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January 13, 2003

Participants at Helm's Deep (Spoiler)

On 12/24, Kevan posed the question of who fought at Helm's Deep.

The attackers, marshalled by Saruman, consisted primarily of Uruk-Hai and any other orc-breeds in the service of Isengard at that time. Supplementing these soldiers were wild men from Dunland, an area west of the Gap of Rohan. Saruman exploited the resentment of these men toward Rohan, as shown in the movie. There were never any Easterlings or Southrons at Helm's Deep in either the book or the movie.

The defenders consisted of nearly the full remaining strength of the Rohirrim. Contrary to the movie, Eomer was at Helm's Deep from the beginning. An army commanded by Erkenbrand is still fighting elsewhere at the time of Helm's Deep. Erkenbrand rides in at the last minute with Gandalf. In the movie, they omitted Erkenbrand's character and placed Eomer in that scene instead.

Also, the civilians of Edoras did not go to Helm's Deep as was shown in the movies. They were led by a reluctant Eowyn to Dunharrow, far back in the mountains behind Edoras. So, of course, Eowyn was never at Helm's Deep in the book.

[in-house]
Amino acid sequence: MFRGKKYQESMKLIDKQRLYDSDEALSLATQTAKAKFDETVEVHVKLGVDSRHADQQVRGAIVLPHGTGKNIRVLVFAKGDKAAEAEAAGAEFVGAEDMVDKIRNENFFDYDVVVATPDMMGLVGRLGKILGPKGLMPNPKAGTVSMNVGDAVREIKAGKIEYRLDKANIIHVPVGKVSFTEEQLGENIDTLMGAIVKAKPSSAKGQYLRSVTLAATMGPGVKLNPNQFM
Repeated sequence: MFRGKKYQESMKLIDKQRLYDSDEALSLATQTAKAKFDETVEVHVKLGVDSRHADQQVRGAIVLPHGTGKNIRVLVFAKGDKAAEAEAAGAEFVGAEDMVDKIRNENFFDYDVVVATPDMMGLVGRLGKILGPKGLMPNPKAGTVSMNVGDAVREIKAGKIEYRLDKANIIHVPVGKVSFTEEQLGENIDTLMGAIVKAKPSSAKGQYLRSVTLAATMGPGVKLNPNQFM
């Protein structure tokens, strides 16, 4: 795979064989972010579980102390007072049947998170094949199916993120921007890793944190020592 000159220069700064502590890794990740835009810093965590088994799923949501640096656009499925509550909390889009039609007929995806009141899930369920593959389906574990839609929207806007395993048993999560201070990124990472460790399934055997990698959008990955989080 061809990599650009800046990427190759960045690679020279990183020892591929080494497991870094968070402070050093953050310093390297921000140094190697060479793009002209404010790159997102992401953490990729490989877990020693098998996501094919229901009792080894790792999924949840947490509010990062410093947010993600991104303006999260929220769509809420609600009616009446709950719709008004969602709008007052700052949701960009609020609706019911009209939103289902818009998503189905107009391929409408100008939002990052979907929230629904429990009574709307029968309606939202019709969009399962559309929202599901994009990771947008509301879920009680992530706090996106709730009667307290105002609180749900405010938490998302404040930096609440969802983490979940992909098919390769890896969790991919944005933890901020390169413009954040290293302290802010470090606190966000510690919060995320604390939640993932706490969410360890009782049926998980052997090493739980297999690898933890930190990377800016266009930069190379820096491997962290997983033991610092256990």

The only elf at Helm's Deep was Legolas, son of Thranduil. During the battle of Helm's Deep, Haldir was fighting orc attacks on the northern borders of Lothlorien. Contrary to the movie, Haldir never left Lorien at any time during the War of the Ring.

Also at Helm's Deep, at the very end of the battle, was a huge forest of Huorns (treeish Ents, or Entish trees, depending on your perspective)herded by a number of Ents. The Huorns came in silence during the night, and when the final charge of the Rohirrim was made, the orc armies were driven in madness into the forest, and none were ever seen again. This was not seen in the movie.

And don't forget Gimli, son of Gloin, Gandalf the White, and Aragorn of the Dunedain! I have always loved the scene (only in the book) at Helm's Deep before the battle has begun. Saruman's armies are massed before the walls of the keep. Aragorn steps onto the rampart and tells his enemies sternly to leave or be utterly destroyed (sorry, I don't have the book in front of me, so can't qoute exactly). It's awesome!

I hope that clears everything up. Experts, please let me know if I missed anything!

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